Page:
Tag Archives: Horslips

Horslips 50th anniversary box set

Celtic rock granddaddies, Horslips, have announced the release of, More Than You Can Chew, a career retrospective boxset containing an incredible 35 disks.

33 CDs with 506 audio tracks – 252 of which (16 hours) are previously unreleased

2 DVDs with 60 video tracks and 2 documentaries – 43 of which (4.5 hours) are previously unreleased

2 books – On The Record (a lavish new recording history of Horslips) and Lyricography

5 signed vintage 8 x 10 photos

A collection of fan club facsimiles from the ’70s and a National Stadium, Dublin 1972 poster

The box will be retailing at €299/$439. Shite’n’Onions will be starting a gofundme to be able to afford a copy.


Shite’n’Onions podcast #118


The Tossers – Johnny McGuire’s Wake
McDermotts 2 Hours – Dirty Davey
Gerard Smith – The Maid Of Cabra West
1916 – For Whiskey
Irish Whispa – Hot Asphalt
Greenland Whalefishers – Darkness
Hugh Morrison – Old Scotland
Jack Daw – Pigtail Man
The Mahones – Girl With Galway Eyes
Horslips – The High Reel
The Mickey Finns – The Ballad Of Duffy’s Cut
James McGrath – Race To The Bottom
Dangerous Folk – Shipping up to Brisbane
Brick Top Blaggers – Witness to My Own Wake

Kilts, Celts and Croatians – the strange global rise of Celtic Punk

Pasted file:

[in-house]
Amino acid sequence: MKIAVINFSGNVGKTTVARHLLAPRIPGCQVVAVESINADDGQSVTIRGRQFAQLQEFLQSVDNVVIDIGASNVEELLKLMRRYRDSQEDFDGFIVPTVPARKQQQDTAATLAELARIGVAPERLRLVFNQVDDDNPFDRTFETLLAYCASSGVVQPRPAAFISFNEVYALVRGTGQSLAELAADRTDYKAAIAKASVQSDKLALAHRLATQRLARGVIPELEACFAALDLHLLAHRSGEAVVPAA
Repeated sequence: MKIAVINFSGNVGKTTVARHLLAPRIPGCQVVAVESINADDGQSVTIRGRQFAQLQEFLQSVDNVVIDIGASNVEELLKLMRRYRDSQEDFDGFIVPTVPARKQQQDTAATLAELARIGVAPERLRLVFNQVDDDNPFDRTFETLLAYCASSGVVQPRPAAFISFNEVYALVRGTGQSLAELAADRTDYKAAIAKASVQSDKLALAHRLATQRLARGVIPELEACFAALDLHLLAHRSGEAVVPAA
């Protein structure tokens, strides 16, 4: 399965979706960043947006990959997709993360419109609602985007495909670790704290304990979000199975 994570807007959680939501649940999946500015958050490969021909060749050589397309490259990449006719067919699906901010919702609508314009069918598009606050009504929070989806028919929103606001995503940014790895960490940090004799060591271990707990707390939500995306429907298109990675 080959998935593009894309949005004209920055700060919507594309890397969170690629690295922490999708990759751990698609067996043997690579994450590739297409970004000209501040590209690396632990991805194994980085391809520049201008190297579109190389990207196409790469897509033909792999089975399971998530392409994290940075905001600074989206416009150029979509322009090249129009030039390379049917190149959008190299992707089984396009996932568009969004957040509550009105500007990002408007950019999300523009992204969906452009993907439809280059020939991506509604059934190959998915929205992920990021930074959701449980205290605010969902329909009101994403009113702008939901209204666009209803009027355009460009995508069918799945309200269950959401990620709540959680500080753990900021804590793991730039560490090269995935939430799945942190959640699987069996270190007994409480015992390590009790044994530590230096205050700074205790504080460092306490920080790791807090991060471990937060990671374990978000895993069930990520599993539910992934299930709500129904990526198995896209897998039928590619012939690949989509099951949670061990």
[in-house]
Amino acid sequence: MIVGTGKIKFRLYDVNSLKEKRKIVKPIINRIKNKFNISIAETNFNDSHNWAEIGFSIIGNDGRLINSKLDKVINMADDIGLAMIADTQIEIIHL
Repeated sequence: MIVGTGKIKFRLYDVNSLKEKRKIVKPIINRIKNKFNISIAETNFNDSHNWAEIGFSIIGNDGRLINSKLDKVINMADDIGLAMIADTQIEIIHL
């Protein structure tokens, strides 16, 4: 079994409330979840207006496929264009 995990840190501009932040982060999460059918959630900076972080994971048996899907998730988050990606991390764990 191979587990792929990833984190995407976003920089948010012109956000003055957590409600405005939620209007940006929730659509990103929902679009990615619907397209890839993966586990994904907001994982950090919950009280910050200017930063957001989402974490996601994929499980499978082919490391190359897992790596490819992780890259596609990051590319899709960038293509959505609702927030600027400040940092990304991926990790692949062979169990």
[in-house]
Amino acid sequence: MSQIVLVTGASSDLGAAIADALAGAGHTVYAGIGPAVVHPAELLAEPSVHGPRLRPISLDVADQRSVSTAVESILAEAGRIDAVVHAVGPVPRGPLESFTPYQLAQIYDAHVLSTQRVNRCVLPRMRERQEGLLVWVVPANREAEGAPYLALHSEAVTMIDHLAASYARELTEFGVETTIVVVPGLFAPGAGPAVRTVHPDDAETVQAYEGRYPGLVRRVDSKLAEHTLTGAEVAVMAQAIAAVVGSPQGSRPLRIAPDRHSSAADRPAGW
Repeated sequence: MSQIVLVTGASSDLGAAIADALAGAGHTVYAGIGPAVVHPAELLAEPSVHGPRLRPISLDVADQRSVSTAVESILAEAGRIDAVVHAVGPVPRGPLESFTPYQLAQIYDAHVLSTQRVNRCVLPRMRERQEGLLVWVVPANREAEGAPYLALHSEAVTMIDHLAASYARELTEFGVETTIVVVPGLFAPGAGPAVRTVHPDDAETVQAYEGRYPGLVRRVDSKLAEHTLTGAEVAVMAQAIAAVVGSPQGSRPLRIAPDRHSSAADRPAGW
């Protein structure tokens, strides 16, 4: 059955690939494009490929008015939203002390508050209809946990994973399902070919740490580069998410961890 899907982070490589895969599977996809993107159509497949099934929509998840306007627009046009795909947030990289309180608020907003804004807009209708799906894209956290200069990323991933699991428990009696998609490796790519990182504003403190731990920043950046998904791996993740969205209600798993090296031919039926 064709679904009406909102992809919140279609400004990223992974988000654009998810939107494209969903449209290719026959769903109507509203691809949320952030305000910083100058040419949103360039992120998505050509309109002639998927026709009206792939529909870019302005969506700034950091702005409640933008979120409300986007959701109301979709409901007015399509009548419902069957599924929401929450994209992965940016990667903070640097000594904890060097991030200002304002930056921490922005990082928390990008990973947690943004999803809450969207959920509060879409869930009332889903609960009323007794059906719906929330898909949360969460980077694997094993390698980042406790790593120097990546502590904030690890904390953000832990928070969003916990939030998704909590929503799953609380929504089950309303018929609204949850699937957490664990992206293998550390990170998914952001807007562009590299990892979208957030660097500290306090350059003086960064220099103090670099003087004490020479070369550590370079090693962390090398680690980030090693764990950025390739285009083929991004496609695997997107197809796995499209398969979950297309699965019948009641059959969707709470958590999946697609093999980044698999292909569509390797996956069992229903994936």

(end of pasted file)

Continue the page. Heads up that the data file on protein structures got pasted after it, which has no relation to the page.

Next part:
March 30, 2011

Last summer, I was invited down to NYC to meet Jim Lockhart and Barry Devlin of Horslips fame. The boys were over making a documentary for Irish TV based on the travels of Mickey McGowan, whose 19th century autobiography Mór an tSaoil (“The Big Wheel of Life”) documents the hardships of Irish immigrants in the USA and Mickey’s travels from NYC, to the steel mills of Pennsylvania to the Klondike gold rush. Mór an tSaoil was a major inspiration to Horslips on the albums Aliens and The Man that Built America (ok, can anyone say Cornelius Larkin?)

Both Jim and Barry were fascinated to hear about the Celtic punk scene in the US and the ever expanding global scene and one thing lead to another and on St. Patrick’s day, Jim broadcasted a short documentary on Irish national radio on Celtic punk, interviewing yours truly.

You can listen to the full documentary here:

bands featured include The Rumjacks, Belfast, Greenland Whalefishers, Mr Irish Bastards, Black 47 and many, many more.